United Nations Secretary-General Ban Ki-moon and Madam Ban Soon-taek arrived in Johannesburg in the late afternoon of Tuesday, 24 February, on his first official visit to South Africa.
The Secretary-General was greeted at Johannesburg’s O. R. Tambo International Airport by Buyelwa Sonjica, Minister for Minerals and Energy, and headed directly to Pretoria for talks with Foreign Minister Nkosazana Dlamini-Zuma.
The next morning, the Secretary-General met for almost two hours with South African President Kgalema Motlanthe and other Government officials. The Secretary-General and the President discussed a wide range of political issues, including Zimbabwe, Sudan, Democratic Republic of the Congo, Burundi and South Africa's role in peacekeeping operations. The Secretary-General also stressed the leading role played by South Africa in engaging non-industrialized countries on the global threat of climate change.
In a jointpress conferencethat followed their meeting, the Secretary-General qualified the discussions as fruitful and constructive. He stressed the important political and economic role played by South Africa on the continent, its leadership on climate change and as a voice for the voiceless, since South Africa would be the only African participant in the upcoming G20 meeting in London.
On Zimbabwe, he said that the partnership between the Zimbabwean parties would need to be nurtured. He said that the United Nations is ready to ensure that the enormous challenges confronting the Zimbabwean people are effectively addressed. But he warned that he remains concerned about reports of arrests and detention of opposition activists and human rights defenders, and that he hoped that these people would be freed as soon as possible. He added that the United Nations would support nationally owned stabilization and recovery programmes to deal with the cholera epidemic in Zimbabwe.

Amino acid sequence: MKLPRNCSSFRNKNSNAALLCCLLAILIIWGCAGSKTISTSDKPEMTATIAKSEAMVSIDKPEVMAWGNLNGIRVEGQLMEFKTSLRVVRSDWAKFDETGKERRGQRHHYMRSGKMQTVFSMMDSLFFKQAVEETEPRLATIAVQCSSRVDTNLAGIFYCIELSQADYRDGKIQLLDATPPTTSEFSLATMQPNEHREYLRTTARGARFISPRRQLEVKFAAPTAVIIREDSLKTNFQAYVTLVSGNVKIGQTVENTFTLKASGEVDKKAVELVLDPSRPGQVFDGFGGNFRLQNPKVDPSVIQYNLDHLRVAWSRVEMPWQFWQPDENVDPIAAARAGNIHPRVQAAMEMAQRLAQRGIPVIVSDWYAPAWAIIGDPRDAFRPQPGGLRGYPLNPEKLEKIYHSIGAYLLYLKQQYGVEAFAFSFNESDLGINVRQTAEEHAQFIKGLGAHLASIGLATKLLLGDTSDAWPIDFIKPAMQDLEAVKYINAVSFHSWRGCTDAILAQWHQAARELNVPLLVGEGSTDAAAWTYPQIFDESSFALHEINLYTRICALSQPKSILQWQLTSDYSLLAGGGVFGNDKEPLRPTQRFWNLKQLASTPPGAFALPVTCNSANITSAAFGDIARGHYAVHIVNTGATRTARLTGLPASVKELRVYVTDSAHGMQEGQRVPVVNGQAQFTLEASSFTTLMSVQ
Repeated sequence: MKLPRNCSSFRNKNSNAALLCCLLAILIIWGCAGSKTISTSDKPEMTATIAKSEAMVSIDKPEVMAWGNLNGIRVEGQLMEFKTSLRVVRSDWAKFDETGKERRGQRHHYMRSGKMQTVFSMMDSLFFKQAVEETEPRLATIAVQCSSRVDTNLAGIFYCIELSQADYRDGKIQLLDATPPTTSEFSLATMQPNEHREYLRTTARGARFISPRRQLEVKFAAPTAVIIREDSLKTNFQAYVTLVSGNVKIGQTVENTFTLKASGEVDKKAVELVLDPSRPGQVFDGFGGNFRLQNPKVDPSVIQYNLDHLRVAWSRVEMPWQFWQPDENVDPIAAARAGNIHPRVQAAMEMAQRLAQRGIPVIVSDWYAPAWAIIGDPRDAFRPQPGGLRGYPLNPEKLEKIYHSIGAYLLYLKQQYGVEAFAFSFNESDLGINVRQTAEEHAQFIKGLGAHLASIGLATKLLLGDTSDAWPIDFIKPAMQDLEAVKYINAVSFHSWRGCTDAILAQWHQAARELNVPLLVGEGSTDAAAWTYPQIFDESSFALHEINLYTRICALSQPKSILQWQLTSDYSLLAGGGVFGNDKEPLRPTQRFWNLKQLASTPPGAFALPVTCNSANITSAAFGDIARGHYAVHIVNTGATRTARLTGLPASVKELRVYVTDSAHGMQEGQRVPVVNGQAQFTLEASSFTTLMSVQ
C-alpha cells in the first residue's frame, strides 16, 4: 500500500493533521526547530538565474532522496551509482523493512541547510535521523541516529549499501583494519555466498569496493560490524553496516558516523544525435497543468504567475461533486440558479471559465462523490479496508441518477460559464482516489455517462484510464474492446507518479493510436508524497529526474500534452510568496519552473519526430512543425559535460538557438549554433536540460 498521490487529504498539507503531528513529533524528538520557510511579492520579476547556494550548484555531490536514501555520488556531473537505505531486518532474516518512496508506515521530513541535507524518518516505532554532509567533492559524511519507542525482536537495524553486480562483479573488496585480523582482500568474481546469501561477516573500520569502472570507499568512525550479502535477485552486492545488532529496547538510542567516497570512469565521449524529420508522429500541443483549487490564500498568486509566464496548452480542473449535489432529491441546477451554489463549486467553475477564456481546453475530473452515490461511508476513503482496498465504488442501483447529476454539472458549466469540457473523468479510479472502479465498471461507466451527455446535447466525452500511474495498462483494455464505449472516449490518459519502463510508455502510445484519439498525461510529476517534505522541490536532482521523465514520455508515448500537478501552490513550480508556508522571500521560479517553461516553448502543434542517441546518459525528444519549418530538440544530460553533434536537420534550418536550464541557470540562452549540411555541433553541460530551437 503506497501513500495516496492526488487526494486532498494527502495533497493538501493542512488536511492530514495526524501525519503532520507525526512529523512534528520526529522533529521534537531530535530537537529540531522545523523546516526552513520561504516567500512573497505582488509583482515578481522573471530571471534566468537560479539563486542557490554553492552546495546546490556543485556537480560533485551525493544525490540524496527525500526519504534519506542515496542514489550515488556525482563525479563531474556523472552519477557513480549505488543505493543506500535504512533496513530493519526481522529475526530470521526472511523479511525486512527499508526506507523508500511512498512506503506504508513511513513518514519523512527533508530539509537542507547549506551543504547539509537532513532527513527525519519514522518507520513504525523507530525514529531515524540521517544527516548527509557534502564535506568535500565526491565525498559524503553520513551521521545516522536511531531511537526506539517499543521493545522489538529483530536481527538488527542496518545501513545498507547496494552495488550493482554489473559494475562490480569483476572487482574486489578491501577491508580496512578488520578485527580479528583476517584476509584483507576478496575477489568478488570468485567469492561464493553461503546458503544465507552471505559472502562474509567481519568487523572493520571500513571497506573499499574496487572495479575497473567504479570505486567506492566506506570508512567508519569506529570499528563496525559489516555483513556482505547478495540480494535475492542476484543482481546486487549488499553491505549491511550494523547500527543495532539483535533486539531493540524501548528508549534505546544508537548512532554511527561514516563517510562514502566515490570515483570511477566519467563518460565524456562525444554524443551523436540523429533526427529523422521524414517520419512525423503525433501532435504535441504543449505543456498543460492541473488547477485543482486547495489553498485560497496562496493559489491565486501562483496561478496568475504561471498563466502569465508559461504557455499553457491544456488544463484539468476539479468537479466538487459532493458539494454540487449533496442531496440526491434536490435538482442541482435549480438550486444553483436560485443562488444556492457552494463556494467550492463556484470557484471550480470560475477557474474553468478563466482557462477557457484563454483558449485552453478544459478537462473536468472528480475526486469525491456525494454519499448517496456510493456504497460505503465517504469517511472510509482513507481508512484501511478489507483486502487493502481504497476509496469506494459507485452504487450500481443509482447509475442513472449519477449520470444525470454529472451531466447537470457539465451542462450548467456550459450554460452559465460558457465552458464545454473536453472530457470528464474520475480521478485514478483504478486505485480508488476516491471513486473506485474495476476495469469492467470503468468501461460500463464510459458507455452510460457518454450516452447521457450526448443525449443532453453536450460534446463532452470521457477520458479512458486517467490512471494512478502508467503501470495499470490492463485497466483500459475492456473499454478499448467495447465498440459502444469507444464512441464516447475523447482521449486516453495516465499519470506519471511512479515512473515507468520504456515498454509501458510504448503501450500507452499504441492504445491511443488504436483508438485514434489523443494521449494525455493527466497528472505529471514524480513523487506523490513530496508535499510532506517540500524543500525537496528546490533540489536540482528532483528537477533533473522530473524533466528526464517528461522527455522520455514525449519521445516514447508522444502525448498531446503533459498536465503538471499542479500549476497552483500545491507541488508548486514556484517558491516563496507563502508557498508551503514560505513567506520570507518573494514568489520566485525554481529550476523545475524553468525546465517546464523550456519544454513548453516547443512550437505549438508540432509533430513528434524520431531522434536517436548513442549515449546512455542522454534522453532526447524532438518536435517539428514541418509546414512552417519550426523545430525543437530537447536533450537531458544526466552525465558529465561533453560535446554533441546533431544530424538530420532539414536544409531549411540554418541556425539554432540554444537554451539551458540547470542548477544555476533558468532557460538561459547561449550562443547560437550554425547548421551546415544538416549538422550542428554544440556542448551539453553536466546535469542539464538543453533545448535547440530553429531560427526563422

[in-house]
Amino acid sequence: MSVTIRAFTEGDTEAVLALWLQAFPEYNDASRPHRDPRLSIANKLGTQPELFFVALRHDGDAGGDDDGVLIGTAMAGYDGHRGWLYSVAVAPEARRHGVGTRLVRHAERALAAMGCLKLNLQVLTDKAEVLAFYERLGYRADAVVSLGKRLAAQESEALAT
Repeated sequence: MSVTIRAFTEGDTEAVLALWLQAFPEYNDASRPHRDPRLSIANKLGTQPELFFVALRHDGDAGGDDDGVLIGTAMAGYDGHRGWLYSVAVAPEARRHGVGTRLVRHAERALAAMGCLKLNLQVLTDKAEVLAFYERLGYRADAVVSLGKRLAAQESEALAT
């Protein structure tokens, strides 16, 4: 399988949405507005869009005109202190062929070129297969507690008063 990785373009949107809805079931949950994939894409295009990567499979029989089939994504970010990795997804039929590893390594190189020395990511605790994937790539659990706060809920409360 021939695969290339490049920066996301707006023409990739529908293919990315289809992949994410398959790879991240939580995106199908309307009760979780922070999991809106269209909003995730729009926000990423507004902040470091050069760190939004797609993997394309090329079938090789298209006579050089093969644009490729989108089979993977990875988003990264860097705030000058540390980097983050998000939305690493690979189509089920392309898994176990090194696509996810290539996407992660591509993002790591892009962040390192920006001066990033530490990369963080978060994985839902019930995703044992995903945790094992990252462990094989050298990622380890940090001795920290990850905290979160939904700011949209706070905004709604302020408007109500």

Mr. Ban met with United Nations staff in South Africa in a “town hall” meeting.
The Secretary-General and his wife later had a private meeting with former President Nelson Mandela at the Mandela Foundation in Johannesburg. At a later meeting, at the private residence in Johannesburg of former President Thabo Mbeki, he and the Secretary-General discussed peacekeeping and peacebuilding issues, including Darfur, Burundi and the Democratic Republic of the Congo.
Secretary-General Ban later met with African National Congress (ANC) President Jacob Zuma at the party’s Johannesburg office. They discussed issues of mutual concern.
The Secretary-General travelled early on Thursday morning from Johannesburg to Dar es Salaam in the United Republic of Tanzania. At the airport before departure, he met with Madagascar’s Foreign Minister, Marcel Ranjeva, and its Minister for Economy, Commerce and Industry, Ivohasina Razafimahefa. They discussed the political stand-off on Madagascar and the Secretary-General’s good offices and the mediation work of his Special Envoy, Haile Menkerios, for a more active United Nations role in dealing with the parties in the country. The Secretary-General assured them that a mediator has been appointed who would arrive in Madagascar shortly.